They were fast to “discover solace” and start breeding with the Irish slave women.

A number of them were very pretty, however more than that, while most of the Irish were cost only a duration of service, typically about 10 years assuming they survived, their children were born servants for life.

The planters understood that most of the mothers would remain in the yoke to remain with their kids even after their service was technically up.

The planters likewise started to breed the Irish women with the African male servants to make lighter skinned servants, since the lighter skinned slaves were better and could be cost more cash.

A law was passed against this practice in 1681, not for moral reasons but since the practice was causing the Royal African Company to lose cash.

According to James F. Cavanaugh, this company sent out 249 shiploads of servants to the West Indies in the 1680’s, an overall of 60,000 African and Irish, 14,000 of whom passed away in passage.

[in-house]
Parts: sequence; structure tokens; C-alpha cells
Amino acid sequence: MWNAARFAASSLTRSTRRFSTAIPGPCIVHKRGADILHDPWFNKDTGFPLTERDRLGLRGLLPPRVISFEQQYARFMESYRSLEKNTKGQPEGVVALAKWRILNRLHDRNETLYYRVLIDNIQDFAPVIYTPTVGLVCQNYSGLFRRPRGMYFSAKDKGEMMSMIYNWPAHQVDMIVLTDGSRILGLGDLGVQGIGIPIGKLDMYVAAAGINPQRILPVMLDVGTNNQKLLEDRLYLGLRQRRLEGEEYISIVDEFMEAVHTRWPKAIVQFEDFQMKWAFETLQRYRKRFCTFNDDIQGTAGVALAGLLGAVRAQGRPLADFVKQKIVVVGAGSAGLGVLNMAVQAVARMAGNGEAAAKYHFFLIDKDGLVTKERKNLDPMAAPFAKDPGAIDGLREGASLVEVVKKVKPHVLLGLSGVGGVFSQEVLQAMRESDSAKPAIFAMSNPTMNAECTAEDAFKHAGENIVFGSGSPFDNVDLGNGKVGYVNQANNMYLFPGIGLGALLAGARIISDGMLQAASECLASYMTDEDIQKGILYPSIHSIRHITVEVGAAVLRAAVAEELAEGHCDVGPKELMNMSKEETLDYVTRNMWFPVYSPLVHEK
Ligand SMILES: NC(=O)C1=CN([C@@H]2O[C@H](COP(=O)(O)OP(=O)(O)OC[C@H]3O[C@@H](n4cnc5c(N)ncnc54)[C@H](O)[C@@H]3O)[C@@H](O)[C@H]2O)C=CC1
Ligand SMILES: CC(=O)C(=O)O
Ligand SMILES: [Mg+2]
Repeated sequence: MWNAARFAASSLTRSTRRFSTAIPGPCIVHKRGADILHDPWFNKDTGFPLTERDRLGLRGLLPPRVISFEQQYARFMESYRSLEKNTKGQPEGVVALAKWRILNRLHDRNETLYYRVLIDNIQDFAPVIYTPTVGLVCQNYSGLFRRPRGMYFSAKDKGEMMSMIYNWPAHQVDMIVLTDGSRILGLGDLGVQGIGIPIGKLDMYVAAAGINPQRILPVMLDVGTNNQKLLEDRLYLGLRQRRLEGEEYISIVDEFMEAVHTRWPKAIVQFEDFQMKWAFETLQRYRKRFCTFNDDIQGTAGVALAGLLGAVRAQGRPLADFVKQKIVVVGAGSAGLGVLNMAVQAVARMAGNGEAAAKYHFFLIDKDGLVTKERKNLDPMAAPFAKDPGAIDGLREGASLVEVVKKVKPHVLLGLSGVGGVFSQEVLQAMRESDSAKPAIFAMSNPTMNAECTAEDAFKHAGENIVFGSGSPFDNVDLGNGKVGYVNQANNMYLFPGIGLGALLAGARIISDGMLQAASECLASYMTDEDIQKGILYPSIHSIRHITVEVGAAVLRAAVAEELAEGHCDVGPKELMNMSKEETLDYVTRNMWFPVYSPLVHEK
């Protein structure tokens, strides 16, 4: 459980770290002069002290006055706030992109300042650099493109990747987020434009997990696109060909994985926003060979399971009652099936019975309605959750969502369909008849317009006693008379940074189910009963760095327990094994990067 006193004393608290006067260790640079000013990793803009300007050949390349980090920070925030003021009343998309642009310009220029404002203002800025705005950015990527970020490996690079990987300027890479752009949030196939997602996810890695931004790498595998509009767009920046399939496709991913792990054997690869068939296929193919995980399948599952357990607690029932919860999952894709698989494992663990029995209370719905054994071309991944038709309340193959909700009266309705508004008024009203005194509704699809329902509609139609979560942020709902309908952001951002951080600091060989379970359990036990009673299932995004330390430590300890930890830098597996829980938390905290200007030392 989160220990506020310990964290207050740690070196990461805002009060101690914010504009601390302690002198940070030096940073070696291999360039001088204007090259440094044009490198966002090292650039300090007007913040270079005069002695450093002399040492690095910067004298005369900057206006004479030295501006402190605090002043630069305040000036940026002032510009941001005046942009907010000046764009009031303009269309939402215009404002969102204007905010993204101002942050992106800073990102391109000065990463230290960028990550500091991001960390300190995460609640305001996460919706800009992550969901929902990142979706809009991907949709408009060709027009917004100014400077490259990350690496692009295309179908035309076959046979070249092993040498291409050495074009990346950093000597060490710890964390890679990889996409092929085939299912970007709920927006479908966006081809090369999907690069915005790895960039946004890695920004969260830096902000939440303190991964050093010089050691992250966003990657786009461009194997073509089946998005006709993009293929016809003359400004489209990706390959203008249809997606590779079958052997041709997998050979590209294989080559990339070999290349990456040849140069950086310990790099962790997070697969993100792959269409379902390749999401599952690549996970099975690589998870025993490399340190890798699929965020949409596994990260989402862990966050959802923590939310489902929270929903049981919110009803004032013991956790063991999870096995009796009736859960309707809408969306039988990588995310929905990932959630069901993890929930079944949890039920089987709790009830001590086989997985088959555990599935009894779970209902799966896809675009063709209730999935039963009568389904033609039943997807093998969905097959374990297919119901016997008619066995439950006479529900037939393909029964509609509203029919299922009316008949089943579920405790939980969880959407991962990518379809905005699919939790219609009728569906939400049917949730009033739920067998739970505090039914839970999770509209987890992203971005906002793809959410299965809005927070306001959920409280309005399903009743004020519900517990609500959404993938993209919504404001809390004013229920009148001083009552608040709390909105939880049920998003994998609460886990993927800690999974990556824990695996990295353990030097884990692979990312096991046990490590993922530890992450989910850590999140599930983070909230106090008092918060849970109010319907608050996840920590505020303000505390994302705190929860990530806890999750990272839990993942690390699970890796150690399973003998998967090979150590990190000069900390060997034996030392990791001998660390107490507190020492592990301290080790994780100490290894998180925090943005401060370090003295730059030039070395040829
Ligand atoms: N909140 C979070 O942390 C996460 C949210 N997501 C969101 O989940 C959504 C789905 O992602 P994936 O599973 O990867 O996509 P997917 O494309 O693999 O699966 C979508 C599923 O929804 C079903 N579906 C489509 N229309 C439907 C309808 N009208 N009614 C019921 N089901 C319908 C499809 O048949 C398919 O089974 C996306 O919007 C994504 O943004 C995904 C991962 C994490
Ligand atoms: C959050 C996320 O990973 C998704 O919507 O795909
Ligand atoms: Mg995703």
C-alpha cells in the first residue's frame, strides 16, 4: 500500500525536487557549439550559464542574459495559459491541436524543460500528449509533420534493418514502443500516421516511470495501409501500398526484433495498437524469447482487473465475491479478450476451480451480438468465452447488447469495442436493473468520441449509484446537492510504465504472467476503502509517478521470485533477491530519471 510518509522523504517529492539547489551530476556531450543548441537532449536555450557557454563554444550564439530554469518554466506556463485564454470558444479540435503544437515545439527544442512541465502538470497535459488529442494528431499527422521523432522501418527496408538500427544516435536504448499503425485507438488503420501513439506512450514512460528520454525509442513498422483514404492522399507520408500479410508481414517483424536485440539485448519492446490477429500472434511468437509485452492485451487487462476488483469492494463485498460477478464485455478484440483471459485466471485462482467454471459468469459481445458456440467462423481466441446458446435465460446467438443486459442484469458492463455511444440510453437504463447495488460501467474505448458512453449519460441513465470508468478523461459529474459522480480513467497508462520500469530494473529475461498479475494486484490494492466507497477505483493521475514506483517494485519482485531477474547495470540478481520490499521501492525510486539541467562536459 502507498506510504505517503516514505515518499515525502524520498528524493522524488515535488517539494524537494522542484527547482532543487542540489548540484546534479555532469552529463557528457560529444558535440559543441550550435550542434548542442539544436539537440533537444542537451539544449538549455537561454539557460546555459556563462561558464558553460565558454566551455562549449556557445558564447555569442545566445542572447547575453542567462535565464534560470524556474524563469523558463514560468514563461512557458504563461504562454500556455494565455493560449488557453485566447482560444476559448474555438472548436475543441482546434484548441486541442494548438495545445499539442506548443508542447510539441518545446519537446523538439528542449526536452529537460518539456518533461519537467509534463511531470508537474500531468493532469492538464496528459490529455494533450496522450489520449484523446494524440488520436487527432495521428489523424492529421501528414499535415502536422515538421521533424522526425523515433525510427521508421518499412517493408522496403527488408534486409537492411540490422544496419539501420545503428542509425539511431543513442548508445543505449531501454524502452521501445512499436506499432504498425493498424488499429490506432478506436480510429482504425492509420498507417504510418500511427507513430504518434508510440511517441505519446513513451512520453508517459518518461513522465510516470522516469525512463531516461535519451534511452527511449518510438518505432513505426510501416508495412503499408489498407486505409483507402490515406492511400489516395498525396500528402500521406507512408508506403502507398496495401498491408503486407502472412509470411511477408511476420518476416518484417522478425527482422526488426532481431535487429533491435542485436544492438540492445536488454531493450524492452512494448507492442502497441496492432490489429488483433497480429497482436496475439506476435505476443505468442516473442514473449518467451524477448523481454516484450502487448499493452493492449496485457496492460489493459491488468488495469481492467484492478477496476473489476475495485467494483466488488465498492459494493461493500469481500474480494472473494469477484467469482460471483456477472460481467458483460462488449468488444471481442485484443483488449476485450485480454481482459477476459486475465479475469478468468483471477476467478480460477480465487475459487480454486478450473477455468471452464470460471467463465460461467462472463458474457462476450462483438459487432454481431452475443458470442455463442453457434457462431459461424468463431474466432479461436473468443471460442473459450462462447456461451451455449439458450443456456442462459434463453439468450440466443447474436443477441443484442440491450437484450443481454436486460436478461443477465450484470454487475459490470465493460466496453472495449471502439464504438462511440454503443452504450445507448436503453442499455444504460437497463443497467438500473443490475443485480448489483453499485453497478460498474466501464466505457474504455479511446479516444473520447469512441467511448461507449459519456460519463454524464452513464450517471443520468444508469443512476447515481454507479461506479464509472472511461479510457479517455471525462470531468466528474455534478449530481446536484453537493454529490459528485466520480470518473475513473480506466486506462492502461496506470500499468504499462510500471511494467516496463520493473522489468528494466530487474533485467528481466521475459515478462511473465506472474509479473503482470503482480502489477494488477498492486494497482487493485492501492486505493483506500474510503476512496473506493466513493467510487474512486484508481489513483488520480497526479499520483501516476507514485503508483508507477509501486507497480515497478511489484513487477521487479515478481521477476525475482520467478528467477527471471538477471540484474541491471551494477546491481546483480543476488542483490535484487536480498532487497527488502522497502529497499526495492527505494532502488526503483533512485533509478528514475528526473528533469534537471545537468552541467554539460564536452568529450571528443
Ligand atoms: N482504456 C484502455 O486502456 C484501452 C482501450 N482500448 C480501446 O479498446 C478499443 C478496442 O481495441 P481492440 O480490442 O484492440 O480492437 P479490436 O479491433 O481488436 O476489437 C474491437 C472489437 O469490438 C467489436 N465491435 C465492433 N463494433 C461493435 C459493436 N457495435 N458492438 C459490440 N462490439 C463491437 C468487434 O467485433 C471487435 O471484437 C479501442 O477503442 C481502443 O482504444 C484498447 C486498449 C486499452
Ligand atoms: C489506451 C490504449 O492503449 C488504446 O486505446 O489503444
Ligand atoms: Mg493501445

Never returned to Ireland

While the trade in Irish servants lessened after the defeat of King James in 1691, England when again shipped out countless Irish prisoners who were taken after the Irish Rebellion of 1798.

These prisoners were shipped to America and to Australia, specifically to be sold as slaves.

No Irish slaves shipped to the West Indies or America has ever been known to have gone back to Ireland.

Numerous died, either in passage or from abuse or overwork.

Others won their freedom and emigrated to the American colonies.

Still, others stayed in the West Indies, which still contain a population of “Black Irish,” numerous of the descendents of the kids of black servants and Irish slaves.

In 1688, the first lady killed in Cotton Mather’s witch trials in Massachusetts was an old Irish woman called Anne Glover, who had actually been recorded and sold as a slave in 1650.

She spoke no English.

She could recite The Lord’s Prayer in Gaelic and Latin.

However, without English, Mather chose her Gaelic was discourse with the devil, and hung her.

It was not up until 1839 that a law was passed in England ending the slave trade and hence the sell Irish slaves.

It is regrettable that, while the descendents of black servants have kept their history alive and not permitted their atrocity to be forgotten, the Irish heritage of slavery in America and the West Indies has actually been largely neglected or forgotten.